India RBI is Said to Plan Sending New Liquidity Tool Proposal

  • Move comes amid change of guard at the finance ministry
  • Govt is said to be receptive of standing deposit facility

India’s central bank will submit a fresh proposal to the government for introducing a new liquidity management tool as it grapples with strong foreign inflows, people familiar with the matter said.

The decision to reconsider the so-called Standing Deposit Facility, or SDF, was taken at a meeting between the new Economic Affairs Secretary Subhash Chandra Garg and Reserve Bank of India Deputy Governor Viral Acharya on Monday, the people said, asking not to be identified as they aren’t authorized to speak publicly.

After a change of guard at the finance ministry with Garg taking charge from Shaktikanta Das, the government has eased its opposition to the new liquidity tool as absorbing flows with the existing set of instruments becomes challenging. The ministry had earlier opposed a proposal to introduce the tool on the grounds that it gave the central bank the discretion to set interest rates outside the purview of the monetary policy panel.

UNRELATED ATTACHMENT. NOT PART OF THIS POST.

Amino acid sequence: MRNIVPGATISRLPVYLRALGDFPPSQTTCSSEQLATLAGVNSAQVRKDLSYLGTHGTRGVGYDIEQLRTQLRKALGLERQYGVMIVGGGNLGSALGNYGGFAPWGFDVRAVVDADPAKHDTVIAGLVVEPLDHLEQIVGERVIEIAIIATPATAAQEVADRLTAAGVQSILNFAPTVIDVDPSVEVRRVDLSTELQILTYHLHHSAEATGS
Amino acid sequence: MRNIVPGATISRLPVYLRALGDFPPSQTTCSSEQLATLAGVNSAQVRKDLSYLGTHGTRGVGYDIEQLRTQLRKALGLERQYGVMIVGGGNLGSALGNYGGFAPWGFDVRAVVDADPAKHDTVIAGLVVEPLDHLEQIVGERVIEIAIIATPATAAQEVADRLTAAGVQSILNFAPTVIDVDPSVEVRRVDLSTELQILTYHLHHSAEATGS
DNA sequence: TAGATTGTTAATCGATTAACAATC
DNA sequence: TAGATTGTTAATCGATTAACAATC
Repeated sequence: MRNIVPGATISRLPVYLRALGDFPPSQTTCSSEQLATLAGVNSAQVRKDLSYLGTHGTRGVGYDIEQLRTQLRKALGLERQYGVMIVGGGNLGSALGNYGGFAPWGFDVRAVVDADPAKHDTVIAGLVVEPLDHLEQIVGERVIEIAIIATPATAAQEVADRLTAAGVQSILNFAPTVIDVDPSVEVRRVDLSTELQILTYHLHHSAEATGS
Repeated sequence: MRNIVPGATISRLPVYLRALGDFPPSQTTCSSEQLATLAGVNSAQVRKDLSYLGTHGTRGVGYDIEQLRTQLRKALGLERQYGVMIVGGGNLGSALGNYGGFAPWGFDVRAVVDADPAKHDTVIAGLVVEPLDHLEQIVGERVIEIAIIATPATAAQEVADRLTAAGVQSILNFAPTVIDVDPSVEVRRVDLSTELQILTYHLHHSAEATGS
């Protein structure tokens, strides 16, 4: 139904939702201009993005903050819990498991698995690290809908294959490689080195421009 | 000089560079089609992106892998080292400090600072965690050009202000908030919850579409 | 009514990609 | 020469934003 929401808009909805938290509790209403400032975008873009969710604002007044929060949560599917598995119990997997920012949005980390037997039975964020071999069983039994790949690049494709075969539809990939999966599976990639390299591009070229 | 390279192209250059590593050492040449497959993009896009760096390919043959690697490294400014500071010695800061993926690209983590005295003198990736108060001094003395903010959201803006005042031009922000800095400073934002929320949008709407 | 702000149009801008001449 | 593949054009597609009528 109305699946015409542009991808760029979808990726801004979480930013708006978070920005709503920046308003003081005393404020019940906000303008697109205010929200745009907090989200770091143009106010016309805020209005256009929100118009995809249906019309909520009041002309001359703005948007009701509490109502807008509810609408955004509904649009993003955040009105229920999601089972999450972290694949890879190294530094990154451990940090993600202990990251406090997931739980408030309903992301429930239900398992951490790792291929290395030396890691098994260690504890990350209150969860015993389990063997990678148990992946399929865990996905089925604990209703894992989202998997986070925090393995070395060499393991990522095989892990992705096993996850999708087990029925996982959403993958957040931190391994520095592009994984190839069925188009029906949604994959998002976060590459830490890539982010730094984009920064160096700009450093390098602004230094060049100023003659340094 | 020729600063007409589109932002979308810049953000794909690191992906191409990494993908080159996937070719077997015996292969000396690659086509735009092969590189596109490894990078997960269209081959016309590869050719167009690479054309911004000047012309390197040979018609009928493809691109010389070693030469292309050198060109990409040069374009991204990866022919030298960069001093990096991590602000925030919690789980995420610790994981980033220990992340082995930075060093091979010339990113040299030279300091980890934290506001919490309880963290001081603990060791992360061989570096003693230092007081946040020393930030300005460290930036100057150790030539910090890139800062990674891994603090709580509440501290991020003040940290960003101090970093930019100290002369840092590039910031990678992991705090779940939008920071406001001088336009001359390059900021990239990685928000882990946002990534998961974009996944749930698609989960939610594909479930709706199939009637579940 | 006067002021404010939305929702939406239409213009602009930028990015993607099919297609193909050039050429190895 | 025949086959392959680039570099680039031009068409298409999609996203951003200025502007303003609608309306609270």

The central bank will submit details of how its proposes to implement the tool, the people said. The SDF doesn’t require the central bank to give any collateral to lenders when it mops up cash.

Flows has picked up pace as emerging markets continue to benefit from the U.S. Federal Reserve’s paced interest-rate increases. Overseas investors have bought 1.3 trillion rupees ($20.2 billion) worth of local bonds so far in 2017, according to depository data. Stocks have seen $8.5 billion worth of inflows. The central bank has been regularly intervening in the forex market to mop up inflows, according to Mumbai-based traders.

Finance Ministry spokesman D.S. Malik couldn’t be immediately reached for comment. A spokeswoman for the RBI didn’t immediately respond to an e-mail seeking comment.

Earlier this month, the RBI resumed the open market sale of bonds for the first time since October as it seeks to manage the excess banking liquidity. Liquidity has seen a large surplus since Prime Minister Narendra Modi’s surprise note ban in November, and though the excess has come off, it still remains far from RBI’s target of neutral cash in the system.

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